Up until then, we had kept Brady propped up with a beanbag and a pillow under his cast for support. After days of lying on his back, he was definitely over it. Also, mealtime was very scary, as he had to eat at such an incline. Kids in spica casts do experience a huge drop in appetite, but – still – they do eat. And I was terrified of him choking.
The Ivy Rose Spica Cast Chair is built specific to a child’s height… as well as their cast measurements and type. So it fits perfectly. It comes dissassembled, but my hubby had absolutely no issues with putting it together. Also, I was shocked at how quickly it arrived! I’m talking days.
I literally did a happy dance the first time Brady sat in his new chair. He could actually sit. It was SUCH a win for us and put us all in a much better state of mind. For the first time in days, I felt like we could actually survive this experience.
Brady was able to now eat all of his meals sitting up. He was also able to color and do crafts. And when children came to see him, he was able to feel more a part of the environment, instead of being forced to lie down in the corner. (Also, the other side of the tray is chalkboard, so he had SO much fun drawing on it)!!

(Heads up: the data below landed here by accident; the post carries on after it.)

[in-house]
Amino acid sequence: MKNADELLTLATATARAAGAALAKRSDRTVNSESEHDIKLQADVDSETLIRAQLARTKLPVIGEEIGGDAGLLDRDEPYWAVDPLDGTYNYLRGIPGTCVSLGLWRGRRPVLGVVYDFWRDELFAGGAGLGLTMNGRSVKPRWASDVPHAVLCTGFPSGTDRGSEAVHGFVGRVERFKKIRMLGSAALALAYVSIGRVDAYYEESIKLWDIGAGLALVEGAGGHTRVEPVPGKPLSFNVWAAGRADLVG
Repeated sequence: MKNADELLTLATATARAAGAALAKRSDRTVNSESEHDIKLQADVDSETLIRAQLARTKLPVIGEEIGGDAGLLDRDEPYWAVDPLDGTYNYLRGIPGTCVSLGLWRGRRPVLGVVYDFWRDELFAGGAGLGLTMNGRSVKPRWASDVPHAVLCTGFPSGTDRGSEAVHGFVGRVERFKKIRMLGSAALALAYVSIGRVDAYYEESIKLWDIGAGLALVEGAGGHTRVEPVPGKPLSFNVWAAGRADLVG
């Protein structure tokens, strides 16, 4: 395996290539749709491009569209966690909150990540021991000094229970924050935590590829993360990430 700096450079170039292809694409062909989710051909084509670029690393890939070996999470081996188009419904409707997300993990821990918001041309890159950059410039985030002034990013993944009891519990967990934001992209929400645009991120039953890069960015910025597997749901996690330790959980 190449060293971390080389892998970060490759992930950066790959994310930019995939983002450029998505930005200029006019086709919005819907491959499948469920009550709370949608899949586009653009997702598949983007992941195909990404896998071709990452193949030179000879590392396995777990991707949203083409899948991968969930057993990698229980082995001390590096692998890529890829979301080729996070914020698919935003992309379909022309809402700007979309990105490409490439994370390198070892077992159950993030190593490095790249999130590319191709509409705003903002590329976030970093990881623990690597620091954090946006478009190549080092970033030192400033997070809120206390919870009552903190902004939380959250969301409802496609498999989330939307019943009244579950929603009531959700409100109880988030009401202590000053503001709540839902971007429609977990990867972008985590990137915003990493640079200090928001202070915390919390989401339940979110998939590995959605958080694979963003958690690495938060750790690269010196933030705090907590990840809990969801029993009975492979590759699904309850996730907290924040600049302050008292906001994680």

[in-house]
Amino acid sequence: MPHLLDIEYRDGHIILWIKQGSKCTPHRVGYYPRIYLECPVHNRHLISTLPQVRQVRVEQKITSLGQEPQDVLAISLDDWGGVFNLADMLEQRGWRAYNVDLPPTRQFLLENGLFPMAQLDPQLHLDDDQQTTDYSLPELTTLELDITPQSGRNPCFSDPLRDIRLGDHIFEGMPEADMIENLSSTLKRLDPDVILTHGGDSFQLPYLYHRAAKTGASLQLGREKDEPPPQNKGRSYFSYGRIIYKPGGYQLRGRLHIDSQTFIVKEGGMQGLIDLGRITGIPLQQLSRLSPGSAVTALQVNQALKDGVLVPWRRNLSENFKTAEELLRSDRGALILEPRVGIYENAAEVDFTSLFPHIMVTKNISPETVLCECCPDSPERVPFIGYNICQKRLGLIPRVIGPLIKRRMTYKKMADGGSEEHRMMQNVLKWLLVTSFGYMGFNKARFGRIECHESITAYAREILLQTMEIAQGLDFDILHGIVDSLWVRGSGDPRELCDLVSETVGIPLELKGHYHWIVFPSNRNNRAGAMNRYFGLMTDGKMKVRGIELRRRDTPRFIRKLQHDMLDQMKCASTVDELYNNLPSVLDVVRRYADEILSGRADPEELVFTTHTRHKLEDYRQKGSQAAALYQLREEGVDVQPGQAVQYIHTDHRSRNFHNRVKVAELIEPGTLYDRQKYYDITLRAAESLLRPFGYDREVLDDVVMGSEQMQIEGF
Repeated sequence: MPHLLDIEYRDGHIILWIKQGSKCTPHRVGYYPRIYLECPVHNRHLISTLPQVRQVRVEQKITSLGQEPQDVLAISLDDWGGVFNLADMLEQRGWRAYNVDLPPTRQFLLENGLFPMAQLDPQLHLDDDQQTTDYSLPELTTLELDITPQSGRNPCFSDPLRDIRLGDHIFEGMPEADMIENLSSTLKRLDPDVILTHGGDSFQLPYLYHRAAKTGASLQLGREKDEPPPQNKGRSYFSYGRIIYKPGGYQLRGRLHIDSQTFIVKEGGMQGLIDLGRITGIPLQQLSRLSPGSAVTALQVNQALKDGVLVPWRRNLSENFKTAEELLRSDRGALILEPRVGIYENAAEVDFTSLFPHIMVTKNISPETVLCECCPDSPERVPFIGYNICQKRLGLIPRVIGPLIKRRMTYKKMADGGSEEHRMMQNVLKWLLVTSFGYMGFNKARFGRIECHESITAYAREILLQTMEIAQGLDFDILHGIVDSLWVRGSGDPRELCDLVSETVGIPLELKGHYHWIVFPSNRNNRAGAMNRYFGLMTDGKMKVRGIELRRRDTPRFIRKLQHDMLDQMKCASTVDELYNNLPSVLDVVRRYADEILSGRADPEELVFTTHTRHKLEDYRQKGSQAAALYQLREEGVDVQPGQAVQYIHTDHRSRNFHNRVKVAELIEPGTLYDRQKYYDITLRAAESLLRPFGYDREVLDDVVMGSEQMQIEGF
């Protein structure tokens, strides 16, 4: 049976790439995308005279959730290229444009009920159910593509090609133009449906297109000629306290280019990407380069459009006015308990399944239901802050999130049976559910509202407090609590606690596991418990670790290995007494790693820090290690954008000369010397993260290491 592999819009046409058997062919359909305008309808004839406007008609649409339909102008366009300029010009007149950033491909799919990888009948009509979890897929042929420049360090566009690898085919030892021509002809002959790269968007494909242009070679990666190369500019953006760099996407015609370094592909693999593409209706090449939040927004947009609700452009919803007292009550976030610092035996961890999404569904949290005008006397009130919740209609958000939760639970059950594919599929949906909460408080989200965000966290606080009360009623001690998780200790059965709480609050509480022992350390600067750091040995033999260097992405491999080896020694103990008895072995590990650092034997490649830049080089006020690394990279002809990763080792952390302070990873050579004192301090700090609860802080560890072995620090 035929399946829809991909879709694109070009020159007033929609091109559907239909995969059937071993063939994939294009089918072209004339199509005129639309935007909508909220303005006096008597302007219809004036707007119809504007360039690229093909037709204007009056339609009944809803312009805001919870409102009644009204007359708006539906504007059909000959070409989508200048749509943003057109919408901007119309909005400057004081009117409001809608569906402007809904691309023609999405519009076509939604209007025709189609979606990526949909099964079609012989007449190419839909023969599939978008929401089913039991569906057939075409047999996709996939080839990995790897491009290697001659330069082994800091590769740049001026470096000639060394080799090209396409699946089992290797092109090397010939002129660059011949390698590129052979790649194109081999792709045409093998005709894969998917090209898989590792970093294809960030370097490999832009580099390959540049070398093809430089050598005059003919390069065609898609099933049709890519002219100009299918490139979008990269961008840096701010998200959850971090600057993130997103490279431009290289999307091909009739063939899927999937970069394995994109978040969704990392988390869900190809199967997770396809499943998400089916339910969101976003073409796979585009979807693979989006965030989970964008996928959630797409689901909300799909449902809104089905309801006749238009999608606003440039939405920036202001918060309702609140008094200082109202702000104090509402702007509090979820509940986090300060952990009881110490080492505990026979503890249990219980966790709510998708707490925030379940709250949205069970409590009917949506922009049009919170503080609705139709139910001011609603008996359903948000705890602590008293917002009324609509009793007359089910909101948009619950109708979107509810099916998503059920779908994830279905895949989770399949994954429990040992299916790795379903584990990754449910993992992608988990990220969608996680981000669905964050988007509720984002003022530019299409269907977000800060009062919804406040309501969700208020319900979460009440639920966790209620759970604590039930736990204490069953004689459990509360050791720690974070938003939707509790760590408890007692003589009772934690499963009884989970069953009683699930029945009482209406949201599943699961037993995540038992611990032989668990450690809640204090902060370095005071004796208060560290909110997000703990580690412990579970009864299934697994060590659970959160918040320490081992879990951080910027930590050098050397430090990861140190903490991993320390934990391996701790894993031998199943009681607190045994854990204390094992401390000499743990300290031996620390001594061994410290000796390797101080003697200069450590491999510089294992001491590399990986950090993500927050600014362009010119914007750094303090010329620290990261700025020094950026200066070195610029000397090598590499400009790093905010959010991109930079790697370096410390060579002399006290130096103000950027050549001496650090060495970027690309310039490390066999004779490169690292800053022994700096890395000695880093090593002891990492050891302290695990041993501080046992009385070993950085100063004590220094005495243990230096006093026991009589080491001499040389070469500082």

It was the BEST purchase we could have made, and I can’t recommend it enough. The entire experience was an amazing one.
You will count down the days (minutes and seconds too) until that awkward, smelly, heavy, cumbersome cast comes off your little one. That goes without saying! BUT why not make that much anticipated day extra special by turning it into a celebration?
Keep in mind that it will take time (and potentially Physical Therapy) before your child can walk, even without the cast. Their leg muscles will be weakened from the weeks of inactivity. (I remember that Brady did stand up that first day, but his leg gave out quite quickly. He screamed, and I was SO scared that he had hurt himself again. But the doctor said that happens almost every time and not to worry. Sure enough, Brady was fine).
Keep the celebration simple… but special. Make your child’s favorite meal and dessert. Pick out a fun movie to watch together. Give them a long bubble bath. (Trust me, they’ll need it)! And invest in some good-quality lotion, because the skin on their legs and chest will be rough. My cousin Jill sent me a sugar scrub that I could mix with a kid’s body wash or lotion to help lightly exfoliate his skin.
We even let Brady unwrap a few presents for the occasion. It was definitely a fun way to say ‘goodbye’ to that horrible cast!
REMEMBER… IT’S NOT FOREVER!
The cast WILL come off! Take it one day at a time!! You can get through this. And you will!!! xoxo